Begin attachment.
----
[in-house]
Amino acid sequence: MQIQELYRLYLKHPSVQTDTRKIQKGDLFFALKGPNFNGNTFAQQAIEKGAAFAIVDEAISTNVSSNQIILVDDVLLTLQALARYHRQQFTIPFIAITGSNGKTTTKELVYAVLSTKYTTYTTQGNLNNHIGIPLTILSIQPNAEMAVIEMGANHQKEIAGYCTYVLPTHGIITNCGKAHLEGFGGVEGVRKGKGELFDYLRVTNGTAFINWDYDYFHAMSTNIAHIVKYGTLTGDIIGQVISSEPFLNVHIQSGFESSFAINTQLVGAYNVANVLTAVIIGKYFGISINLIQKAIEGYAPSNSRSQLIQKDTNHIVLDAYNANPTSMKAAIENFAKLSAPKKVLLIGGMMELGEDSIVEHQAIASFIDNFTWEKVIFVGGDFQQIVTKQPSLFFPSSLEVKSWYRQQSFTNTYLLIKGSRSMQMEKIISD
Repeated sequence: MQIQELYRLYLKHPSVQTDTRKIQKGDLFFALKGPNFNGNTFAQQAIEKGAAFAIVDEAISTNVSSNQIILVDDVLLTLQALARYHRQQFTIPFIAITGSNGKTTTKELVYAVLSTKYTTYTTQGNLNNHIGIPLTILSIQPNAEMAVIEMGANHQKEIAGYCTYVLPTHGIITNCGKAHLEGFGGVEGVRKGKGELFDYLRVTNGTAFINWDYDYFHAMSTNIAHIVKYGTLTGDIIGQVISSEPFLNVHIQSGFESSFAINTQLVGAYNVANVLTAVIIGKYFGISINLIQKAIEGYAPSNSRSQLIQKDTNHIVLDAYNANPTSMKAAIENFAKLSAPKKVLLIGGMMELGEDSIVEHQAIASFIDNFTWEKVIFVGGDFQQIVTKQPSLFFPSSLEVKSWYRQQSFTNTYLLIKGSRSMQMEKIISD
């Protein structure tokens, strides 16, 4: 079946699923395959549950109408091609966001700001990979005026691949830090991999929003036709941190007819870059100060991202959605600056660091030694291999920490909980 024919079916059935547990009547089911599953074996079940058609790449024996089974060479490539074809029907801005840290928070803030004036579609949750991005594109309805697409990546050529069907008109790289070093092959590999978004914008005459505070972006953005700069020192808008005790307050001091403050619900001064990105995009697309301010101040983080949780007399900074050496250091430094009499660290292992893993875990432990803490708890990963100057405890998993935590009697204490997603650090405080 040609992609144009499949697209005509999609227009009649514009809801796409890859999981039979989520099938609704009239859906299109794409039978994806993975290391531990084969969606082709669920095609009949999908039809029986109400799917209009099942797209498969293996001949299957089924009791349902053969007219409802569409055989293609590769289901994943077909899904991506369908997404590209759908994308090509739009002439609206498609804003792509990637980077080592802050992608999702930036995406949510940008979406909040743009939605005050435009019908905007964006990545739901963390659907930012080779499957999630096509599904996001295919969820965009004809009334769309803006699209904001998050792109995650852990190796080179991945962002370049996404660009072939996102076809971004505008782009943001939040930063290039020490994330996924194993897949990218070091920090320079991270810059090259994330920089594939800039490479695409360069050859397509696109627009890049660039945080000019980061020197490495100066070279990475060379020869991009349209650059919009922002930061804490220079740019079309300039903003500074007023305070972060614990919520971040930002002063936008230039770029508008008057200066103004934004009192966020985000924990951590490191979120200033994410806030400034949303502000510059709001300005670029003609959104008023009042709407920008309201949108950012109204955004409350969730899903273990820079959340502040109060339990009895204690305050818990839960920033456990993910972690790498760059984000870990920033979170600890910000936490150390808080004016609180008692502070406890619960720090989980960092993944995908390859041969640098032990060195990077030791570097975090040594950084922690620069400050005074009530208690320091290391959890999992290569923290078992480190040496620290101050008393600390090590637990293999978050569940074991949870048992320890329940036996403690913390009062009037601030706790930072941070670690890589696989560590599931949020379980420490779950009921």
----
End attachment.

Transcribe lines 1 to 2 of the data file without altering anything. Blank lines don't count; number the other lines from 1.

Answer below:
[in-house]
Amino acid sequence: MQIQELYRLYLKHPSVQTDTRKIQKGDLFFALKGPNFNGNTFAQQAIEKGAAFAIVDEAISTNVSSNQIILVDDVLLTLQALARYHRQQFTIPFIAITGSNGKTTTKELVYAVLSTKYTTYTTQGNLNNHIGIPLTILSIQPNAEMAVIEMGANHQKEIAGYCTYVLPTHGIITNCGKAHLEGFGGVEGVRKGKGELFDYLRVTNGTAFINWDYDYFHAMSTNIAHIVKYGTLTGDIIGQVISSEPFLNVHIQSGFESSFAINTQLVGAYNVANVLTAVIIGKYFGISINLIQKAIEGYAPSNSRSQLIQKDTNHIVLDAYNANPTSMKAAIENFAKLSAPKKVLLIGGMMELGEDSIVEHQAIASFIDNFTWEKVIFVGGDFQQIVTKQPSLFFPSSLEVKSWYRQQSFTNTYLLIKGSRSMQMEKIISD